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COVID-19 symptoms

COVID-19 is a highly infectious respiratory illness caused by a virus called SARS-CoV-2.

COVID-19 symptoms can range from mild to severe. Symptoms may include:

  • Fever
  • Chills
  • Cough
  • Shortness of breath or difficulty breathing
  • Fatigue
  • Muscle aches
  • Headache
  • Loss of sense of taste or smell
  • Sore throat
  • Stuffy or runny nose
  • Nausea and vomiting
  • Diarrhea

This is not a complete list of possible symptoms. Symptoms may change with new variants of the virus.

Some people may have no symptoms at all. Many have only some, but not all of the symptoms. Symptoms can also vary, depending on whether you are vaccinated.

Symptoms may develop within 2 to 14 days after you are exposed to the virus. Most often, symptoms appear around 5 days after exposure. However, you can spread the virus even when you do not have symptoms.

More severe symptoms that require seeking medical help right away include:

  • Trouble breathing
  • Chest pain or pressure that persists
  • Confusion
  • Inability to wake up
  • Blue, gray, or pale skin, lips, face, or nail beds, depending on your skin tone

Older people and people with certain existing health conditions have a higher risk of developing severe illness and death. Health conditions that increase your risk include cancer, COPD, diabetes, heart disease and stroke, a weak immune system (immunocompromised), and many others.


Some symptoms of COVID-19 are similar to those of the common cold and the flu, so it can be hard to know for sure if you have the SARS-CoV-2 virus. But COVID-19 is not a cold, and it is not a flu.

The only way to know if you have COVID-19 is to be tested. If you want to be tested, you should contact your health care provider or use a home diagnostic test.

Most people with the illness have mild to moderate symptoms and recover fully. Whether you get tested or not, if you have symptoms of COVID-19, you should avoid contact with other people so you don't spread the illness.


COVID-19 is caused by the SARS-CoV-2 virus (severe acute respiratory syndrome coronavirus 2). Coronaviruses are a family of viruses that can affect people and animals. They can cause mild to severe respiratory illnesses.

COVID-19 spreads to people within close contact (about 6 feet or 2 meters). When someone with the illness coughs or sneezes, infectious droplets spray into the air. You can catch the illness if you breathe in or touch these particles and then touch your face, nose, mouth, or eyes.

Home Care

If you have COVID-19 or think you have it, stay at home and avoid contact with other people, both inside and outside your home, to avoid spreading the illness. You should do this right away and not wait for any COVID-19 testing.

To help treat the symptoms of COVID-19, the following tips may help.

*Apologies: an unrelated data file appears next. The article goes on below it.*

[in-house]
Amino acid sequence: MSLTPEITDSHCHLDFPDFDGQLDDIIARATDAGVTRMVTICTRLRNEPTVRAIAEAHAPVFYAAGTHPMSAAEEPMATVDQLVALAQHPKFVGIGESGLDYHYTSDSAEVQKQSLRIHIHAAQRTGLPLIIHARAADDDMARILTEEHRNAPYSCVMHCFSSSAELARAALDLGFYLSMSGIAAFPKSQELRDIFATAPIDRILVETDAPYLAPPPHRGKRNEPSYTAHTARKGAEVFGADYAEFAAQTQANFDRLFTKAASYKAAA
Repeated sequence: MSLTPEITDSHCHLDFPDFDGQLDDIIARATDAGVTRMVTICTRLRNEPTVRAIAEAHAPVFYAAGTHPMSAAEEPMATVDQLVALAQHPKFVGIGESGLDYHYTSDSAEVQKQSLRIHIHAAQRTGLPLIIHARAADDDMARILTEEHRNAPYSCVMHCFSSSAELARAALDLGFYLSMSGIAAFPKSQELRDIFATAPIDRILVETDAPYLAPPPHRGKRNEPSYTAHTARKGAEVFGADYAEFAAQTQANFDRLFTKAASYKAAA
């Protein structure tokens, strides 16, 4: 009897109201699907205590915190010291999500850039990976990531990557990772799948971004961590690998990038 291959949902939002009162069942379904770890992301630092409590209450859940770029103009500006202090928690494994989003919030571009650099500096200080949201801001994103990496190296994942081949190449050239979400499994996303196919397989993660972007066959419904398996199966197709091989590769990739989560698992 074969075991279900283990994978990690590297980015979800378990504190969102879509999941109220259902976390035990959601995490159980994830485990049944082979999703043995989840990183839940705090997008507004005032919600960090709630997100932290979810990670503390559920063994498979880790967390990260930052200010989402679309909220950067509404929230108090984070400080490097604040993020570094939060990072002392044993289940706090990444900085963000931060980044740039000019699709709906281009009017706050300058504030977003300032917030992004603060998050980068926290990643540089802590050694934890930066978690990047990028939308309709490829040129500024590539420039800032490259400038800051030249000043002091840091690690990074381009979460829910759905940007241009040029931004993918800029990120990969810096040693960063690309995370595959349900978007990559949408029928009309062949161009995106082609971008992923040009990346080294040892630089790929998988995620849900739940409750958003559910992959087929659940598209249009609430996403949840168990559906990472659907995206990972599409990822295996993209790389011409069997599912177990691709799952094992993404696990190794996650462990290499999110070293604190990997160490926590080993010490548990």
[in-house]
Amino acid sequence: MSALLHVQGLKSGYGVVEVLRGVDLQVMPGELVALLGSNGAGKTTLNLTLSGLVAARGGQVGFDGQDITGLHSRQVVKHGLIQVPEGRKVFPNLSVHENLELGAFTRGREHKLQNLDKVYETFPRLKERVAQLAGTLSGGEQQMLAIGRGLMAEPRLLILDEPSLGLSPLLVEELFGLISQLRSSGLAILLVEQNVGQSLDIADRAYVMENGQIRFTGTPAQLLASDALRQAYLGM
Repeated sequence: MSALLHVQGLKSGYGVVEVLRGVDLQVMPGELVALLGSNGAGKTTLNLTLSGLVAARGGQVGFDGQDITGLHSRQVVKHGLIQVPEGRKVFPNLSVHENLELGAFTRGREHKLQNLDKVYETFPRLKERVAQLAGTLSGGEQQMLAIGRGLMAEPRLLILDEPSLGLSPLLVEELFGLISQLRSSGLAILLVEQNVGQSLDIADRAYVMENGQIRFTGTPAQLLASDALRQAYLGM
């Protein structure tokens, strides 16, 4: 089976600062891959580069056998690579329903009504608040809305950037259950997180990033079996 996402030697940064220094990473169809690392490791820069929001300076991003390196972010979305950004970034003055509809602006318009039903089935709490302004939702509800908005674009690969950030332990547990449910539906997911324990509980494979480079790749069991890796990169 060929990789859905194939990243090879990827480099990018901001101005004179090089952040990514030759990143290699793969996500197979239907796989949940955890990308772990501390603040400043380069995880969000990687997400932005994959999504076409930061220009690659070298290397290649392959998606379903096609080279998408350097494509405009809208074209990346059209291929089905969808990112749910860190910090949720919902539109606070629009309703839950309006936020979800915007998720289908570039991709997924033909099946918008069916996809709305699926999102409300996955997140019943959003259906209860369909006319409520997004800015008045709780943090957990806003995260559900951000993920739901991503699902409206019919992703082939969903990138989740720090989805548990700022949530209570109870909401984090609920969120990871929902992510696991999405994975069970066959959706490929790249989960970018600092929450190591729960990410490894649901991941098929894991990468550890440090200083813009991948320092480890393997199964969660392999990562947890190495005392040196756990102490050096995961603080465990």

• Rest and drink plenty of fluids.
  • Acetaminophen (Tylenol) and ibuprofen (Advil, Motrin) help reduce fever. Sometimes, providers advise you to use both types of medicine. Take the recommended amount to reduce fever. DO NOT use ibuprofen in children 6 months or younger.
  • A lukewarm bath or sponge bath may help cool a fever. Keep taking medicine -- otherwise your temperature might go back up.
  • If you have a dry, tickling cough, try cough drops or hard candy.
  • Use a vaporizer or take a steamy shower to increase moisture in the air and help soothe a dry throat and cough.
  • Do not smoke, and stay away from secondhand smoke.

When to Contact a Medical Professional

You should contact your provider right away:

  • If you have symptoms and think you may have COVID-19
  • If you have COVID-19 and you are in a group for whom antiviral medicine may be given
  • If you have COVID-19 and your symptoms are getting worse

Call 911 or the local emergency number if you have:

  • Trouble breathing
  • Chest pain or pressure that persists
  • Confusion or inability to wake up
  • Blue, gray, or pale skin, lips, face, or nail beds
  • Any other symptoms that are severe or that concern you

What to Expect at Your Office Visit

Your provider will ask about your symptoms, any recent travel, and any possible exposure to COVID-19. Your provider may take swab samples from the back of your nose and throat.

If your symptoms do not indicate a medical emergency, you can recover at home.

For more serious symptoms, you may need to go to the hospital for care.

Alternative Names

Coronavirus novel 2019 - symptoms; 2019 Novel coronavirus - symptoms; SARS-Co-V2 - symptoms


Centers for Disease Control and Prevention website. COVID-19 testing: what you need to know. Updated September 25, 2023. Accessed March 5, 2024.

Centers for Disease Control and Prevention website. COVID-19 treatments and medications. Updated January 18, 2024. Accessed March 5, 2024.

Centers for Disease Control and Prevention website. Respiratory virus guidance. Updated March 1, 2024. Accessed March 5, 2024.

Centers for Disease Control and Prevention website. Symptoms of COVID-19. Updated October 26, 2022. Accessed March 5, 2024.

Review Date 2/22/2023

Updated by: Frank D. Brodkey, MD, FCCM, Associate Professor, Section of Pulmonary and Critical Care Medicine, University of Wisconsin School of Medicine and Public Health, Madison, WI. Also reviewed by David C. Dugdale, MD, Medical Director, Brenda Conaway, Editorial Director, and the A.D.A.M. Editorial team. Editorial update 03/13/2024.

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